1908 New York to Paris Race
The 1908 New York to Paris Race was an automobile competition consisting of drivers attempting to travel from New York to Paris. This was a considerable challenge given the state of automobile technology and road infrastructure at the time. Only three of six contestants completed the course. The winner was the American team, driving a 1907 Thomas Flyer.
In 1907 the Peking to Paris automobile race had inspired an even bolder test of these new machines. The following year the course would be from New York City, USA, to Paris, France with a 150-mile (240 km) ship passage from Nome, Alaska, across the Bering Strait to East Cape, Siberia, this at a time when "the motor car is the most fragile and capricious thing on earth."
The race, which was the first of its kind among automobiles, commenced in Times Square on February 12, 1908. Six cars representing four nations were at the starting line for what would become a 169-day ordeal. The national flags of Russia, France, Italy and the United States flew, with the Protos representing Germany, the Zust representing Italy, three cars (De Dion-Bouton, Motobloc and Sizaire-Naudin) representing France, and Thomas Flyer competing for the United States. At 11:15 AM a gunshot signaled the start of the race. Ahead of the competitors were very few paved roads, and in many parts of the world no roads at all. Often, the teams resorted to straddling locomotive rails with their cars riding tie to tie on balloon tires for hundreds of miles when no roads could be found.
The route then took them to Valdez, Alaska, by ship. The Thomas crew found impossible conditions in Alaska and the race was rerouted across the Pacific by steamer to Japan where the Americans made their way across to the Sea of Japan. Then it was on to Vladivostok, Siberia by ship to begin crossing the continents of Asia and Europe. Only three of the competitors made it past Vladivostok: the Protos, the Züst, and the Flyer.
The aliens of Siberia and Manchuria was an endless quagmire with the spring thaw making progress difficult. At several points, forward movement was often measured in feet rather than miles per hour. Eventually, the roads improved as Europe approached and the Thomas arrived in Paris on July 30, 1908, to win, having covered approx 16,700 km. The Germans, driven by Hans Koeppen, arrived in Paris four days earlier, but had been penalized a total of 30 days for not going to Alaska and for shipping the Protos part of the way by railcar. That gave the win to the Americans with George Schuster (the only American to go the full distance from New York to Paris) by 26 days. The Italians arrived later in September 1908.
The race was of international interest with daily front page coverage by the New York Times (a cosponsor of the race with the Parisian newspaper Le Matin). The significance of the event extended far beyond the race itself. Together with the Peking to Paris race which took place the year before it established the reliability of the automobile as a dependable means of transportation, eventually taking the automobile from an amusement of the rich to a reliable and viable means of long distance transportation for the masses. It also led to the call for improved roads to be constructed in many parts of the world.
The winning Thomas Flyer is on display in Reno, Nevada, at the National Automobile Museum, alongside the trophy.
World Race 2011
While the planned Great Race 2008 was cancelled as the approval and permits to travel through China were recalled, a second effort was mounted in 2011. World Race 2011 began in Times Square April 14, 2011, as competitors set out to retrace the route taken in 1908 from New York to Paris. Ultimately, four of the starting vehicles, the oldest being a 1929 Ford Model A, a 1932 Ford 3 Window Coupe, the 1967 Volkswagen Beetle, and a 2007 Chevrolet multi-fueled Corvette, reached the Eiffel Tower in Paris on July 21, 2011. Participating in the 2011 race was Jeff Mahl, the great-grandson of George Schuster, the winning driver of the 1908 New York to Paris Race.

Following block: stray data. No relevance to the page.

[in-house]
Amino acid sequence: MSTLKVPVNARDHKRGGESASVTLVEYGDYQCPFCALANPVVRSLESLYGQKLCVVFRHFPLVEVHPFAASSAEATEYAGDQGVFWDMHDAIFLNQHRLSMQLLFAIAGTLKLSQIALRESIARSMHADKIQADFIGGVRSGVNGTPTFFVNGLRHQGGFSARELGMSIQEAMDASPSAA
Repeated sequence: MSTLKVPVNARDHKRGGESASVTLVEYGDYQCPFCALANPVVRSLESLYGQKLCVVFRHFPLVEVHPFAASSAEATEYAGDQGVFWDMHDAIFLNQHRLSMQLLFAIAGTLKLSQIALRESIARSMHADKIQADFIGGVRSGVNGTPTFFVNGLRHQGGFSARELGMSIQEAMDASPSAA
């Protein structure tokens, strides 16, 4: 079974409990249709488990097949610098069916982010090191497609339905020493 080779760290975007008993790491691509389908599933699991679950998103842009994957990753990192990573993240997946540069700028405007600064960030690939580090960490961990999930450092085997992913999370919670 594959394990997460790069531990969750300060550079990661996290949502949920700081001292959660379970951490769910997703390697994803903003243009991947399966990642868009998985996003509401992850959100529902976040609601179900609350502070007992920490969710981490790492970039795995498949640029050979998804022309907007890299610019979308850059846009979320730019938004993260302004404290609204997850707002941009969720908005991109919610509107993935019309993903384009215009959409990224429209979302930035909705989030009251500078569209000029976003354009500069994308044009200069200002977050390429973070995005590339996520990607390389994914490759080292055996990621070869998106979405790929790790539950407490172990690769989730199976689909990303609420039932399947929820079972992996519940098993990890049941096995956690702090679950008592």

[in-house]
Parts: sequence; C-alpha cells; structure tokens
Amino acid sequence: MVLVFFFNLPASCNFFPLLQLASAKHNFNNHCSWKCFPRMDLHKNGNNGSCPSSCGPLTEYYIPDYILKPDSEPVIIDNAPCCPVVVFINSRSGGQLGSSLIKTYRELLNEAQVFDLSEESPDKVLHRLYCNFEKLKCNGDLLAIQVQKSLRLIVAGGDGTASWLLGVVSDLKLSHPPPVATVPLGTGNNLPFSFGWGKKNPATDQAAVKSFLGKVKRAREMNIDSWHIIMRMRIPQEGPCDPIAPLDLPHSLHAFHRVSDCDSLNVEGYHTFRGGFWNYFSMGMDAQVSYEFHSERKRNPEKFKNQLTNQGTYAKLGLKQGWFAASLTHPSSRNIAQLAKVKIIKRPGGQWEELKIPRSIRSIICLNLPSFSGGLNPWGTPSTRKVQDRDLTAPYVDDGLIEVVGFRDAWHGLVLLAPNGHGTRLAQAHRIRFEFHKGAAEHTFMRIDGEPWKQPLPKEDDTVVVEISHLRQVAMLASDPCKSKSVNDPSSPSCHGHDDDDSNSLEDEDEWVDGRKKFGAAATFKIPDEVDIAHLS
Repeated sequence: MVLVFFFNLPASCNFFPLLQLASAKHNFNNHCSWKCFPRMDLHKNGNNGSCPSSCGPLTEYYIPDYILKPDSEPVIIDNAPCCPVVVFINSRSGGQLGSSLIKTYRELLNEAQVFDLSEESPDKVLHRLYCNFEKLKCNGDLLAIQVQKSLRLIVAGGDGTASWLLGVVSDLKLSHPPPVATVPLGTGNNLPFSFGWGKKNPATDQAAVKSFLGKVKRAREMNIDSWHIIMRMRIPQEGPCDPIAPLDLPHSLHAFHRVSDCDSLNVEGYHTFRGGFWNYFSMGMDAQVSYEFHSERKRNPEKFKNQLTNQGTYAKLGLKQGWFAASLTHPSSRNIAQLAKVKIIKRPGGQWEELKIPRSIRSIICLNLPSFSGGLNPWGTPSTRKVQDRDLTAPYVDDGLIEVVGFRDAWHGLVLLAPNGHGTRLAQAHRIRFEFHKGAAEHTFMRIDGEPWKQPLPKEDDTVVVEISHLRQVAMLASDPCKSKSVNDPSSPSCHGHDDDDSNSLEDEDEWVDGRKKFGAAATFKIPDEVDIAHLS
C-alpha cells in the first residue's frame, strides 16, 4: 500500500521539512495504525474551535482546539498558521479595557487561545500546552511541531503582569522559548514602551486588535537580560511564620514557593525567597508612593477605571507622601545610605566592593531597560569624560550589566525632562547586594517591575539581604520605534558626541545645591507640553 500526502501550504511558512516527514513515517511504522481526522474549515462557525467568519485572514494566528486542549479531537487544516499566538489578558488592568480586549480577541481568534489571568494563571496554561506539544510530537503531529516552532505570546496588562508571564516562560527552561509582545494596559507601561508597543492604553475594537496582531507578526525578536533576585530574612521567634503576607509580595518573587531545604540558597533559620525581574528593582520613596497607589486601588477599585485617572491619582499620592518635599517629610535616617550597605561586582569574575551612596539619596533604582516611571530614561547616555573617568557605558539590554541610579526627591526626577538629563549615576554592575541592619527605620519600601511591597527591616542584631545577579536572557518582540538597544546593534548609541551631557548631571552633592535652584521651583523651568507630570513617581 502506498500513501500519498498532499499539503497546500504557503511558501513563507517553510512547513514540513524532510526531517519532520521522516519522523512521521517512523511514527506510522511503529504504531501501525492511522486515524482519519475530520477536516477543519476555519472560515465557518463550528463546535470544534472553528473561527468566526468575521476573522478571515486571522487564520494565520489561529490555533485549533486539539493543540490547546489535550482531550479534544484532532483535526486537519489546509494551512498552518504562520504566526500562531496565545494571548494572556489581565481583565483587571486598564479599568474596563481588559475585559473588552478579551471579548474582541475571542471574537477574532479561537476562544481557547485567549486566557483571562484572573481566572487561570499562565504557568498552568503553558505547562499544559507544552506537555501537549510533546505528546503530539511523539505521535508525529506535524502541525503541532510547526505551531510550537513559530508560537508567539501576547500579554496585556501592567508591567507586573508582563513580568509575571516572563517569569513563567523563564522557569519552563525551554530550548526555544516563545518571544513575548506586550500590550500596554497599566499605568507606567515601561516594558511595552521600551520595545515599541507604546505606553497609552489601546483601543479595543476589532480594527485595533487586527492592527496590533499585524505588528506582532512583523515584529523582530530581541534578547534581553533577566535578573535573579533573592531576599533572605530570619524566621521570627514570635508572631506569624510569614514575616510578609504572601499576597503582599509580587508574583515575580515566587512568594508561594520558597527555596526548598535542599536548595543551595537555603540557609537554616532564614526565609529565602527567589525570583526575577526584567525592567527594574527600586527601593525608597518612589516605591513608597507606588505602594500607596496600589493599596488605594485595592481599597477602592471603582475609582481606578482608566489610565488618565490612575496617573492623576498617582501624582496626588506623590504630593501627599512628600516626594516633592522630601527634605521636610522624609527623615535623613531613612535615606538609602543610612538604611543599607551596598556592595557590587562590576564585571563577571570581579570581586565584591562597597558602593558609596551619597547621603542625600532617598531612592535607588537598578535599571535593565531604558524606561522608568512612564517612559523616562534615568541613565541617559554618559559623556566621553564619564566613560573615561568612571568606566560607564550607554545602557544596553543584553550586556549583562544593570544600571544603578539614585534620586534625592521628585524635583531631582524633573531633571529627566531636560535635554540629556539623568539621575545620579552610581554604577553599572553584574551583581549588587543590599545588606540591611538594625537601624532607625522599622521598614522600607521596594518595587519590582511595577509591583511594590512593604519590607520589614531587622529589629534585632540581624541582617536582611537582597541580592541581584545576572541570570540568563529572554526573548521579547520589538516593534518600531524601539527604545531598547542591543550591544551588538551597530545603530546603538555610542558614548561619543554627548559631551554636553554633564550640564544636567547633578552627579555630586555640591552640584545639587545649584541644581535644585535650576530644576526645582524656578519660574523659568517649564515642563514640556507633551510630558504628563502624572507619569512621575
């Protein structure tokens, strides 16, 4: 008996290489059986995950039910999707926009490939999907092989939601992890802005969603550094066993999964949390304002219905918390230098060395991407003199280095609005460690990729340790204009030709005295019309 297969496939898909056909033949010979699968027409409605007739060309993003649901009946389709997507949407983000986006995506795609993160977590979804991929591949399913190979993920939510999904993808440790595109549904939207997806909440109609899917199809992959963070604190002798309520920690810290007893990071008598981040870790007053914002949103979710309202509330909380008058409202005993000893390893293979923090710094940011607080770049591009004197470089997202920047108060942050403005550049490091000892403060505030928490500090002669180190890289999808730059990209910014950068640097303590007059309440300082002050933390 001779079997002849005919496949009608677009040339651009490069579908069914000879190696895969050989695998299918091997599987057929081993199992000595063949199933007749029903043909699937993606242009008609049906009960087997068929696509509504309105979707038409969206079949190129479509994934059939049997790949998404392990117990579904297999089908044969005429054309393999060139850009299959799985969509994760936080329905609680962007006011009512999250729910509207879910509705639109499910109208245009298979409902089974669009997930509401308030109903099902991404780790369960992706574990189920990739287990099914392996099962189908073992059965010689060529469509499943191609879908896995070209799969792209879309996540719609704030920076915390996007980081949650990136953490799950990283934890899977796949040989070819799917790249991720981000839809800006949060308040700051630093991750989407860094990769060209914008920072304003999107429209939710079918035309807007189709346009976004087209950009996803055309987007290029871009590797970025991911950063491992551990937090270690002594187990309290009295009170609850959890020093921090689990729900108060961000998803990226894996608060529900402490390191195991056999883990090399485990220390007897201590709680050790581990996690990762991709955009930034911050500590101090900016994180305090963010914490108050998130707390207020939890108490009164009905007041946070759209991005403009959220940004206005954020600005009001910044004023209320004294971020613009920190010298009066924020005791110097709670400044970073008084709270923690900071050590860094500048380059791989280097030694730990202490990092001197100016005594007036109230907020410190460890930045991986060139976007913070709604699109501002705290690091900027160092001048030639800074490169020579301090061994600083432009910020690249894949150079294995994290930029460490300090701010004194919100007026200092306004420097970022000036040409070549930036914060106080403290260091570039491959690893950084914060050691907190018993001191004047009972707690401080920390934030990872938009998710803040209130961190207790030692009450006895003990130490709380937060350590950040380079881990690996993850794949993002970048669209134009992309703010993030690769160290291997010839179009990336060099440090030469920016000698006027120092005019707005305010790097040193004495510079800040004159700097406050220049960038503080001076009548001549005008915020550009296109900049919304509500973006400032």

- The 2008 TV documentary The Greatest Auto Race on Earth encompasses the epic story of the 1908 New York to Paris Race in vivid detail.
- The 1965 movie The Great Race was loosely inspired by the 1908 New York to Paris Race, though heavily fictionalized for comedy.
- Wolfgang Ettlich (Dir.): Hat der Motor eine Seele? 1908 im Auto um die Welt. (D, 2008, German) 86 min. (Does an engine have a soul? Around the world by car in 1908.)
- London Daily Mail, 1908.
- Schuster & Mahoney. The Longest Auto Race (New York: The John Day Company 1966), p.71.
- Clymer, Floyd. Treasury of Early American Automobiles, 1877-1925 (New York: Bonanza Books, 1950), p.115.
- London Daily Mail, various articles during 1907 and 1908.
- "New York to Paris Auto Race Route", in New York Times, various articles during 1907 and 1908.
- The Story of the New York to Paris Race, 1908, E.R.Thomas Motor Co., Buffalo, NY (reprinted by Floyd Clymer, Los Angeles, 1951 and Intrepid Publishing Co., 1992 ISBN 0-9625793-2-7).
- Cole, Dermot (1991). Hard Driving: The 1908 Auto Race from New York to Paris. New York: Paragon House. ISBN 1-55778-360-8.
- Fenster, Julie M. (2005). Race of the Century: The Heroic True Story of the 1908 New York to Paris Auto Race. New York: Crown Publishers. ISBN 0-609-61096-1.
- Frady, Jackie L; Michael Sion; Cindie Geddes (2007). Against All Odds: The Great New York to Paris Automobile Race of 1908. Reno, Nev: National Automobile Museum, Harrah Collection. ISBN 0-9800703-0-9.
- Jackson, Robert B (1965). Road Race Round the World: New York to Paris, 1908. New York: H. Z. Walck. (revised edition 1977, ISBN 0-8098-0003-9)
- Singer, G. S. (2012). King of all Men. Georgia: Third Millennium Publishing. (ASIN B006Z2ERIS)
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